The challenge facing Africa is not new. Africa must harness the resources available to it – human, physical, financial and environmental – to realize fundamental human and development goals. Developing and implementing an effective environmental strategy can have wide-ranging crosscutting benefits for human well-being and economic development, and can be an essential tool in ensuring that the NEPAD aspiration for the 21st century to be Africa’s century is realized (NEPAD 2001).

An effective strategy will need to be based on purposeful and clearly articulated goals, with achievable time-bound targets. Existing MEA and other global commitments should be seen as a platform for action, and not a ceiling.

Actions need to be strategic, focusing on those areas where investment, whether in environmental management or human and physical capital, will have multiple follow-on impacts. For example, relatively small investments in improving water quality will not only have important environmental outcomes but can increase opportunities for access to safe water, resulting in improvements in human health, decreasing overall vulnerability and increasing human capability. Such investments may as a consequence result in improved economic growth.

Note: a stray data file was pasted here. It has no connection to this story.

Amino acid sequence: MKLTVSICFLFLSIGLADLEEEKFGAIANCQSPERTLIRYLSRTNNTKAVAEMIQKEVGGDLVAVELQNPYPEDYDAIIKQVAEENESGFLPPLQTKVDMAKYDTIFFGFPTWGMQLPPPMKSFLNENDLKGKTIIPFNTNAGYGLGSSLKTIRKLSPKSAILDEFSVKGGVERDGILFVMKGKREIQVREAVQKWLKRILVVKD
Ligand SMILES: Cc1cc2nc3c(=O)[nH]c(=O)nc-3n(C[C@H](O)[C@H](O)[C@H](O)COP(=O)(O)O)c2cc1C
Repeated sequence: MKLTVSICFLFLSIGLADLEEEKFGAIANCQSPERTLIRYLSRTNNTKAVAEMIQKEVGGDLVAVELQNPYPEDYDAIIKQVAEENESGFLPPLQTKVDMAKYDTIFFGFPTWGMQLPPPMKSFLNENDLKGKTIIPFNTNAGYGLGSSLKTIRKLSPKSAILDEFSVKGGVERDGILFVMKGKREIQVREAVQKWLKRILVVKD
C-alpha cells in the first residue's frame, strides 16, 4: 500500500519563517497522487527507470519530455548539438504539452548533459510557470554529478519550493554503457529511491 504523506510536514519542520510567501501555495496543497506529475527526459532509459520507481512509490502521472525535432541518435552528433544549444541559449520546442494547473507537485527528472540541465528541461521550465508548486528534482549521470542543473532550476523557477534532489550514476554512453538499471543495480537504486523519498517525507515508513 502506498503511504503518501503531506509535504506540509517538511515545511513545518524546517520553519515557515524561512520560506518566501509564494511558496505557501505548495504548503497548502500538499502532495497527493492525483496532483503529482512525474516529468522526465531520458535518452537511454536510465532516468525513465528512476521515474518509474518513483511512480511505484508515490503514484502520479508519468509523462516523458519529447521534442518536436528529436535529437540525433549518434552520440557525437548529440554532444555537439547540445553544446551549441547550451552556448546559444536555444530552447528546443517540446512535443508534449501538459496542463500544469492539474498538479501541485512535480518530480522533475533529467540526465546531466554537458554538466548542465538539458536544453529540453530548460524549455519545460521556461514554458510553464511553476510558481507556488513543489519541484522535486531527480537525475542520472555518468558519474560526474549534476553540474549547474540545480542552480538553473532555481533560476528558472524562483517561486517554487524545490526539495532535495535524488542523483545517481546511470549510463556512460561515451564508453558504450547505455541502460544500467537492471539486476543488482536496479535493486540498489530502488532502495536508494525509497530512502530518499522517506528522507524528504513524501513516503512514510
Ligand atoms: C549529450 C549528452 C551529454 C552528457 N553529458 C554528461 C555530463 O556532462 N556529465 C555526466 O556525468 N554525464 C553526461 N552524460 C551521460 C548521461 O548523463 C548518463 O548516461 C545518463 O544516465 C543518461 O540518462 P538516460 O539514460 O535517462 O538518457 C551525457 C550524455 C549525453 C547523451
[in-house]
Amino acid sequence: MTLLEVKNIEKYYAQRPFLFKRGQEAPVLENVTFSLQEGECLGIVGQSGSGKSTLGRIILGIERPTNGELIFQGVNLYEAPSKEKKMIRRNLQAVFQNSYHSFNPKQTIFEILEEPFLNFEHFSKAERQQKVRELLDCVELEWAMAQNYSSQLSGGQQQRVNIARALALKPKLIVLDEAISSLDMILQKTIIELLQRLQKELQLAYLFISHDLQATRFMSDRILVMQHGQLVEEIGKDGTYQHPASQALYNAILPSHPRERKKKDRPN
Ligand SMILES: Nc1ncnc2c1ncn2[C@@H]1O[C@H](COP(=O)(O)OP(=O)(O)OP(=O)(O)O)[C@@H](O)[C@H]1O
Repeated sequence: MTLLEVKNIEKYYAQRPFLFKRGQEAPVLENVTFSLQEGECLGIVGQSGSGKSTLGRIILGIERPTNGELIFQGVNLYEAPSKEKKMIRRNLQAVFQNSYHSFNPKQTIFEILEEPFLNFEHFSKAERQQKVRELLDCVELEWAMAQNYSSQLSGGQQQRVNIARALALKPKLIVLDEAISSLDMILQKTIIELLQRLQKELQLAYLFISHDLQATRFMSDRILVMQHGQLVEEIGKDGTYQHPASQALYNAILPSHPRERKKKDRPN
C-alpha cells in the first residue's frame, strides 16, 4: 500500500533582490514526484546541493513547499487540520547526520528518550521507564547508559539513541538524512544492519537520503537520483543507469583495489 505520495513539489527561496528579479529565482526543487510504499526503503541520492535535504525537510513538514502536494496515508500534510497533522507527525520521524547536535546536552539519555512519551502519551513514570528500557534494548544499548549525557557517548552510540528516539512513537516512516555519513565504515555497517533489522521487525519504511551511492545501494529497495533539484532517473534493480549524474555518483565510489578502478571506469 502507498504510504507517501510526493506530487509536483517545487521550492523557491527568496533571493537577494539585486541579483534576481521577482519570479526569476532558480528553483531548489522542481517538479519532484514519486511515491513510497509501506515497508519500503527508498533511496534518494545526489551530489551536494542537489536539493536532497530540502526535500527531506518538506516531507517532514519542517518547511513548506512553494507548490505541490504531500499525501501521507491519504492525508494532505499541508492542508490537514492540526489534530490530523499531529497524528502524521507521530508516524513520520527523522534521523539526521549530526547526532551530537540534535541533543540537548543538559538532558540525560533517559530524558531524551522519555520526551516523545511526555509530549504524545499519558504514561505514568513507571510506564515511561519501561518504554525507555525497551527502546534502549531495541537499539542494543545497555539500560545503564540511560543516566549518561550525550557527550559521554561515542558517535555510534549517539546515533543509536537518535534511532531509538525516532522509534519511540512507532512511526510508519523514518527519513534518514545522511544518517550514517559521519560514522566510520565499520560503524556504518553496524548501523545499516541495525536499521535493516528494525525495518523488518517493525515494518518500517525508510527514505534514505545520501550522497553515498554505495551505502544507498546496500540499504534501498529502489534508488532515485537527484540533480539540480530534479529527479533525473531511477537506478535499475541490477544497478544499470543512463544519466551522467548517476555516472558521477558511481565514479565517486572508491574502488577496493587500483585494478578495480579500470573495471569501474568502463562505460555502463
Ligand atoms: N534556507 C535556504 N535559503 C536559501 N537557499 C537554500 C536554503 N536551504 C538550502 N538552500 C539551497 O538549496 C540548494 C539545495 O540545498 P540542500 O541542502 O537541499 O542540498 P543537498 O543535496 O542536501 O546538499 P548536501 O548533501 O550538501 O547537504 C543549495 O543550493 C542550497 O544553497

Just as Africa has begun to make fundamental improvements economically and politically, an environmental turnaround is within its reach – and in its interest.